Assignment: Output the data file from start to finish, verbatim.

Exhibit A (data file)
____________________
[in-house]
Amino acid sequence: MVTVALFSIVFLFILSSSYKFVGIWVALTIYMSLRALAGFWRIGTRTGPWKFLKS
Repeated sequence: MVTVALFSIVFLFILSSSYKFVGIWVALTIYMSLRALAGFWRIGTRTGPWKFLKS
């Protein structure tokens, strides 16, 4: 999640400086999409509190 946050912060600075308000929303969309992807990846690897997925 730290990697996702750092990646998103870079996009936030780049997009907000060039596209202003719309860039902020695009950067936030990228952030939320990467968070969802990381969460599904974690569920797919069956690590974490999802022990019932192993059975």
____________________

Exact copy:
[in-house]
Amino acid sequence: MVTVALFSIVFLFILSSSYKFVGIWVALTIYMSLRALAGFWRIGTRTGPWKFLKS
Repeated sequence: MVTVALFSIVFLFILSSSYKFVGIWVALTIYMSLRALAGFWRIGTRTGPWKFLKS
């Protein structure tokens, strides 16, 4: 999640400086999409509190 946050912060600075308000929303969309992807990846690897997925 730290990697996702750092990646998103870079996009936030780049997009907000060039596209202003719309860039902020695009950067936030990228952030939320990467968070969802990381969460599904974690569920797919069956690590974490999802022990019932192993059975």